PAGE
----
Egypt Independent

Nestle, Aquafina and Baraka produced unsafe mineral water: food control authority



Egyptian health officials said on Thursday that the three bottled mineral water comapnies Nestle, Aquafina and Baraka had produced bottled water that was unfit for human consumption.

According to a joint statement from the General Directorate of Food Control and the Central Administration for Environmental Affairs, affiliated with the Health Ministry, several batches of bottled water had been identified that did not meet the Egyptian food standard specification number 1589 of 2007.

The bottles affected are 1.5 L bottles of Nestle, Aquafina and Baraka, 330 ml Nestle bottles, and 600 ml Aquafina bottles.

Tests carried out by the General Directorate of Food Control in Sharqiya and Beheira governorates showed that the above mentioned batches included high levels of algae and E.coli bacteria, posing a threat to human health.

According to the statement, the public prosecution is initiating an investigation into the incident. If the prosecution investigators are able to prove that the batches are unfit for human consumption, they will be recalled from the market, said officials.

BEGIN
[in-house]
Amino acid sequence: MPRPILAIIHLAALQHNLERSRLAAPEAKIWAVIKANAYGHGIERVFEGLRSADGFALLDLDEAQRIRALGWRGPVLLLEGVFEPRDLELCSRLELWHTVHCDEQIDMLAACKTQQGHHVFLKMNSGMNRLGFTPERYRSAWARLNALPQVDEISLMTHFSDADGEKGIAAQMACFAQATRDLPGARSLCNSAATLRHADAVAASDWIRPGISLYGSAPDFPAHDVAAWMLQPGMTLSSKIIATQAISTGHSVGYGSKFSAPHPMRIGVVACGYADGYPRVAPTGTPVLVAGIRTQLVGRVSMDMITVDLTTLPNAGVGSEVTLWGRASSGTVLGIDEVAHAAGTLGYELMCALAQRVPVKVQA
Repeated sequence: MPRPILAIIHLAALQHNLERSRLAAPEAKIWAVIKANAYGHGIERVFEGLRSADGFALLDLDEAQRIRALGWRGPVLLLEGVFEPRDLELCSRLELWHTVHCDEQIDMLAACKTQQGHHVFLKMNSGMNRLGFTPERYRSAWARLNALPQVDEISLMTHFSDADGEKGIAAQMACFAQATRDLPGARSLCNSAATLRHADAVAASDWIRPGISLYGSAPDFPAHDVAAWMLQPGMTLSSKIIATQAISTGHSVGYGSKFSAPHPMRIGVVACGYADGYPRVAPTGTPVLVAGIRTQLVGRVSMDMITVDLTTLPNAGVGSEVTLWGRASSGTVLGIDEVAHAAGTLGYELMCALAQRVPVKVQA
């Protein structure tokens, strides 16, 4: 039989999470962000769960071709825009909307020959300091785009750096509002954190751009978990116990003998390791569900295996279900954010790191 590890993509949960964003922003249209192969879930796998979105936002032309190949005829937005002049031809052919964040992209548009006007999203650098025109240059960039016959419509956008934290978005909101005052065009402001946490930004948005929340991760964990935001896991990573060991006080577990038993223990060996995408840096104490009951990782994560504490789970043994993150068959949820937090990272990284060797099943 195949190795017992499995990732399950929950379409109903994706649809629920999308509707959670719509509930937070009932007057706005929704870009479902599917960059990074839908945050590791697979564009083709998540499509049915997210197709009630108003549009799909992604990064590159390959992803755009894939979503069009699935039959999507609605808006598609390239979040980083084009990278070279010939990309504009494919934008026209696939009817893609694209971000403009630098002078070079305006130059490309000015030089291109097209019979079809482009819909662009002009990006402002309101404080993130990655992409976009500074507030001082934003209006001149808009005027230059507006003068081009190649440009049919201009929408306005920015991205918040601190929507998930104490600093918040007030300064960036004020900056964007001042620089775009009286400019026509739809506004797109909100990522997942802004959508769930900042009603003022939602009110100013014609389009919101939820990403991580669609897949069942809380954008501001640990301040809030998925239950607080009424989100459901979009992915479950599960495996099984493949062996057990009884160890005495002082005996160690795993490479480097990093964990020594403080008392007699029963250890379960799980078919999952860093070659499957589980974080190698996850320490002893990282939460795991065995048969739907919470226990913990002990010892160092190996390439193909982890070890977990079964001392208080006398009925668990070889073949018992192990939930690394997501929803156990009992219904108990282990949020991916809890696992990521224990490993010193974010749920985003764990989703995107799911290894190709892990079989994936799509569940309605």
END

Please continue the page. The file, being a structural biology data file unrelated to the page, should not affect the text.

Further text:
In 2012, Professor Gamal Mosaed, an expert on groundwater with the Mineral Resources Authority, told Al-Masry Al-Youm that 40 percent of mineral water in Egypt is unfit for human consumption because it is taken from wells containing toxins. Because many of Egypt's wells are less than 200 meters deep, Mosaed said that means the water of the well is too close to sanitation and irrigation water to be safe for drinking.

He called for a review to the licenses granted to water companies in Egypt. Mosad also accused companies of employing incompetent labs to analyze the water in order to get licensed easily.

Since that time, government agencies have shut down several Egyptian companies that were producing bottled drinking water that did not meet the necessary safety standards.

In some cases, factories were filling bottles with tap water and then illegally applying the labels of well-known mineral water brands. Tests conducted on some water samples showed that they contained live protozoa.